ISSN 2330-717X

Montenegro: Witness Retracts Coup Plot Testimony


By Filip Rudic

A key witness in the Montenegro ‘coup plot’ trial, Sasa Sindjelic, claimed that the suspects behind the alleged attempt to overthrow the government did not plan a coup and only wanted to rally in support of the opposition.

Sindjelic said on Monday that the suspects in the alleged coup plot did not plan any violence on the day of parliamentary elections in 2016, going back on a previous statement he made before the Montenegro court.

“Nobody was even considering it [staging a coup]. It was about making a protest of support,” Sindjelic told Serbia’s TV Happy.

His statement contradicts his testimony to a Montenegrin court in 2017, when Sindjelic said he was hired by a Russian intelligence officer to organise the overthrow of the government to stop Montenegro from joining NATO.

When pressed about his conflicting statements, Sindjelic said that he does not want the people on trial – former Serbian police general Bratislav Dikic and other Serb suspects – jailed “over politics”.

Sindjelic was one of 20 Serbian citizens, including Dikic, to be accused in Montenegro in connection with the alleged plot.

The suspects’ alleged goal was to assassinate then Prime Minister Milo Djukanovic in a coup that would then bring the pro-Russian opposition to power on election day in Montenegro on October 16, 2016.

According to the prosecution, Sindjelic is the only person who had a direct contact with two Russians – Eduard Shishmakov and Vladimir Popov, both believed to be military intelligence officers – who are accused of being the masterminds behind the alleged plot.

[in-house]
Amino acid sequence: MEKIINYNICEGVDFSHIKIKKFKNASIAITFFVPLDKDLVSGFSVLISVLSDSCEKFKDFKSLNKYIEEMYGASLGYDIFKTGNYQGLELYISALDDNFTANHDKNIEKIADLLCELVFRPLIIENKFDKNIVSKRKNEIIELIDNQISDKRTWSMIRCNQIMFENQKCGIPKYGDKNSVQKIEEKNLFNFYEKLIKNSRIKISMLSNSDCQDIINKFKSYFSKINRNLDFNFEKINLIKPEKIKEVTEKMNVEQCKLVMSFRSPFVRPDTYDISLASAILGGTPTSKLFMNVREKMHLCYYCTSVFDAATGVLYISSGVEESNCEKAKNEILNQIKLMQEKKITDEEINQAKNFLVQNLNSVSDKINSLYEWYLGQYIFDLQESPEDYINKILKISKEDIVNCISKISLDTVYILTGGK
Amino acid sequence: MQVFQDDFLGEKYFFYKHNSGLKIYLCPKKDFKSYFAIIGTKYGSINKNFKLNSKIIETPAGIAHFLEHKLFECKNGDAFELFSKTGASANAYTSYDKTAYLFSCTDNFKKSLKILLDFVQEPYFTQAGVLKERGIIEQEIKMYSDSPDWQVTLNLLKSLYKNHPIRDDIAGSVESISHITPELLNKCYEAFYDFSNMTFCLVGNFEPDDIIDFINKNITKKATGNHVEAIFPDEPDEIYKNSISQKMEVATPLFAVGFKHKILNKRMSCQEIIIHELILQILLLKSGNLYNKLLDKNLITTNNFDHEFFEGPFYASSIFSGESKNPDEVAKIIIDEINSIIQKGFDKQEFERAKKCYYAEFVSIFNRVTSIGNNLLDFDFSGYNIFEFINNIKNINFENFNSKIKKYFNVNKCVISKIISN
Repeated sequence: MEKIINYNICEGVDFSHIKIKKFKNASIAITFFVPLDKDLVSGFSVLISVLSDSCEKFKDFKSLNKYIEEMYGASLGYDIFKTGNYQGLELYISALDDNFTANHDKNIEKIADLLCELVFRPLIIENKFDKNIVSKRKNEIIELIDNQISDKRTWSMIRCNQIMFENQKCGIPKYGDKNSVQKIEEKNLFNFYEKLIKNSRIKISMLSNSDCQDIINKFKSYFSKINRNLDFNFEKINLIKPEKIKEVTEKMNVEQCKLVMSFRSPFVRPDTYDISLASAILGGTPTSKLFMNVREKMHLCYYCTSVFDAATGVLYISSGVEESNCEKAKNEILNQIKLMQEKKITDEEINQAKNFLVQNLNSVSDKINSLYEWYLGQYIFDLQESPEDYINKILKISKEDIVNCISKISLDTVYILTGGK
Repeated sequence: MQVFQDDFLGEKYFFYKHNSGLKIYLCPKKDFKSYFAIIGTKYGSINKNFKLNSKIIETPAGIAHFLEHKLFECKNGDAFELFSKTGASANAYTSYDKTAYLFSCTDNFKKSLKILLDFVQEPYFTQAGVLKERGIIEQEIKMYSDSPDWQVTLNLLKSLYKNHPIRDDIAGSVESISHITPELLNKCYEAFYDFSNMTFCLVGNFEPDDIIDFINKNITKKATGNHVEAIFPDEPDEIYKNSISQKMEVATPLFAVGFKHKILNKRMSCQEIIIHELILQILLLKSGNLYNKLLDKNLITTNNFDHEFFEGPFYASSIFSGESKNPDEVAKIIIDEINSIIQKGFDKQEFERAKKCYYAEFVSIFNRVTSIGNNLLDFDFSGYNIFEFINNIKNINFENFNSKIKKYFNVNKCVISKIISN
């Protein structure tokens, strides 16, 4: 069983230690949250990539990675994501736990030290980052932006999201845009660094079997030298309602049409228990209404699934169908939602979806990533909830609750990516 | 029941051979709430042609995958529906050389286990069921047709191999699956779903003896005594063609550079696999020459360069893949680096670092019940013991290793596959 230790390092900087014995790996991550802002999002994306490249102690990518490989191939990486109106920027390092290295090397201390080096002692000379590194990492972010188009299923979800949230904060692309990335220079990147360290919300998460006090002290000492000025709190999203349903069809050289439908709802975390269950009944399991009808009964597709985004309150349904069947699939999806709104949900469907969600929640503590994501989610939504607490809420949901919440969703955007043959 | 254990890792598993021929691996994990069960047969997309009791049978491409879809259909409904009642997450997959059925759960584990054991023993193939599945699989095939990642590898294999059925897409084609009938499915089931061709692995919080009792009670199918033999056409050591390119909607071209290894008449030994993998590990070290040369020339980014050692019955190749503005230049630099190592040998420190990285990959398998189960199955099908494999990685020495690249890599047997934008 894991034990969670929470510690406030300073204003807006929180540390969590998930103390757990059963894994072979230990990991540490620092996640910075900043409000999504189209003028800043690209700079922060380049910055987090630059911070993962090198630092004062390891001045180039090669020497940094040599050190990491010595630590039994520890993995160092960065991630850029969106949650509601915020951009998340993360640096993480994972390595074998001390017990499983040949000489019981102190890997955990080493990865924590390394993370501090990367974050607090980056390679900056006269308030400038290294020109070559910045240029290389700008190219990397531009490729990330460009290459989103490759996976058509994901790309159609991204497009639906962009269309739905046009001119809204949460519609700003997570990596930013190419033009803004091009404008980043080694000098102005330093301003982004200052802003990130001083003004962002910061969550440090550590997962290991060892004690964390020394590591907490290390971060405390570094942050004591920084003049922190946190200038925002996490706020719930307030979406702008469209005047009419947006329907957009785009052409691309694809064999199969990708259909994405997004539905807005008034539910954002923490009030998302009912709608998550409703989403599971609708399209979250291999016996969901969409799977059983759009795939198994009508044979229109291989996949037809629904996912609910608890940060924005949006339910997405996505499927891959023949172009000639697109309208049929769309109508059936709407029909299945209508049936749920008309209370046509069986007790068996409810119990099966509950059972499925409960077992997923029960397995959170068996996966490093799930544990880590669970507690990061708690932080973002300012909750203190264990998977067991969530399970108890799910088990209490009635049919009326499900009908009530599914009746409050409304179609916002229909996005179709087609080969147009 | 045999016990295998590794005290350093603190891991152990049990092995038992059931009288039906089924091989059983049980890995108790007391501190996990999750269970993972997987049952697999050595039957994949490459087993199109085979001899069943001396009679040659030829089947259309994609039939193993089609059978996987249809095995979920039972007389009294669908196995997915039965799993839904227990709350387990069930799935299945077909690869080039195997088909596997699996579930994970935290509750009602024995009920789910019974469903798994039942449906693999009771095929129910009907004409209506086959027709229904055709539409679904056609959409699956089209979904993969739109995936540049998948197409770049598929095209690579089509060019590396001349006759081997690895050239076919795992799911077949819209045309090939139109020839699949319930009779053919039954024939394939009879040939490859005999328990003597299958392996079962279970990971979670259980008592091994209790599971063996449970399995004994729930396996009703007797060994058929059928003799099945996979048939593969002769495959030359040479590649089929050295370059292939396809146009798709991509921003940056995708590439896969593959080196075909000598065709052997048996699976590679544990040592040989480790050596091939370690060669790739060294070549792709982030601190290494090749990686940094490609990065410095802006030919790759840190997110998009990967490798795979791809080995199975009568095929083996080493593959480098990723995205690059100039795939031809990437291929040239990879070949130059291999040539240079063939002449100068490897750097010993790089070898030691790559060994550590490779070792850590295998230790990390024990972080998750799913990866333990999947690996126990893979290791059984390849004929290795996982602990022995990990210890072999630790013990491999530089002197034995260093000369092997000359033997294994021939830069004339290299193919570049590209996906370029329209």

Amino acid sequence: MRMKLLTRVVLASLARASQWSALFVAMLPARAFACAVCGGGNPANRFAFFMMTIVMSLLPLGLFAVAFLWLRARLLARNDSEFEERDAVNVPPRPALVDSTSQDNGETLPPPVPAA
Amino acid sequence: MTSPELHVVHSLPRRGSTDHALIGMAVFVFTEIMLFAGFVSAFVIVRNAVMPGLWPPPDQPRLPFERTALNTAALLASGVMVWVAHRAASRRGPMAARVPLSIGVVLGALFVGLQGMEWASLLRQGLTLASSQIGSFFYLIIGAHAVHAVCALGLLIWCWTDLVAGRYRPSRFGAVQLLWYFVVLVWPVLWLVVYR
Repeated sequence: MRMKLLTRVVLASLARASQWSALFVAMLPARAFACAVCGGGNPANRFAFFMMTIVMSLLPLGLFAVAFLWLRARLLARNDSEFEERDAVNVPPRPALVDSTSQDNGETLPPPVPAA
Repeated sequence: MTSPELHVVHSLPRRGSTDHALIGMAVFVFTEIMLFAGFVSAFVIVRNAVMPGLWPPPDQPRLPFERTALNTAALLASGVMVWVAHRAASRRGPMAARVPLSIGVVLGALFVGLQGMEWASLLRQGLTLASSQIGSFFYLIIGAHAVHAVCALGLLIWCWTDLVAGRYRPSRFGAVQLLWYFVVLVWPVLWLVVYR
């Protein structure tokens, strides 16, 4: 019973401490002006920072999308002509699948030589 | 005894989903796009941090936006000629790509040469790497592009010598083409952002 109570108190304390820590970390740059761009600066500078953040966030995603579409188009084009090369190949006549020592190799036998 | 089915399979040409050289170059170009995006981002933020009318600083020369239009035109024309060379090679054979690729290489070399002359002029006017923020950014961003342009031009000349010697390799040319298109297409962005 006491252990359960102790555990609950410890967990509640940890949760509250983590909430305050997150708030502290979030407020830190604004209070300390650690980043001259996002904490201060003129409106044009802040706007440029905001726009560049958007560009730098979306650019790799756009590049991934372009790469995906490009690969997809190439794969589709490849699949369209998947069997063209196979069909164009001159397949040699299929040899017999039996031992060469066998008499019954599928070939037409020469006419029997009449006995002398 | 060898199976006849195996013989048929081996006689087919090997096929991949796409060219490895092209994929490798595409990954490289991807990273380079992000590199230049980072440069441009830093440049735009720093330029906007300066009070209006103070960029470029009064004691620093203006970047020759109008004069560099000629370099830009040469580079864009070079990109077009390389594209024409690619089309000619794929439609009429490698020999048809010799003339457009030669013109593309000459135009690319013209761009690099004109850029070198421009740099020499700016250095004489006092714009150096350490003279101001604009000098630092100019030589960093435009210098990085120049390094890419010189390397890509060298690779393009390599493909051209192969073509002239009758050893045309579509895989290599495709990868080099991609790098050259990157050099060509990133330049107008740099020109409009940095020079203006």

The investigators, whose findings were leaked to the media, claim Sindjelic received 200,000 euros from the Russians and distributed the cash to other members of the criminal group tasked with staging the coup.

In an unexpected twist, Sindjelic was given protected witness status in November 2016.

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The Balkan Insight (fornerkt the Balkin Investigative Reporting Network, BIRN) is a close group of editors and trainers that enables journalists in the region to produce in-depth analytical and investigative journalism on complex political, economic and social themes. BIRN emerged from the Balkan programme of the Institute for War & Peace Reporting, IWPR, in 2005. The original IWPR Balkans team was mandated to localise that programme and make it sustainable, in light of changing realities in the region and the maturity of the IWPR intervention. Since then, its work in publishing, media training and public debate activities has become synonymous with quality, reliability and impartiality. A fully-independent and local network, it is now developing as an efficient and self-sustainable regional institution to enhance the capacity for journalism that pushes for public debate on European-oriented political and economic reform.

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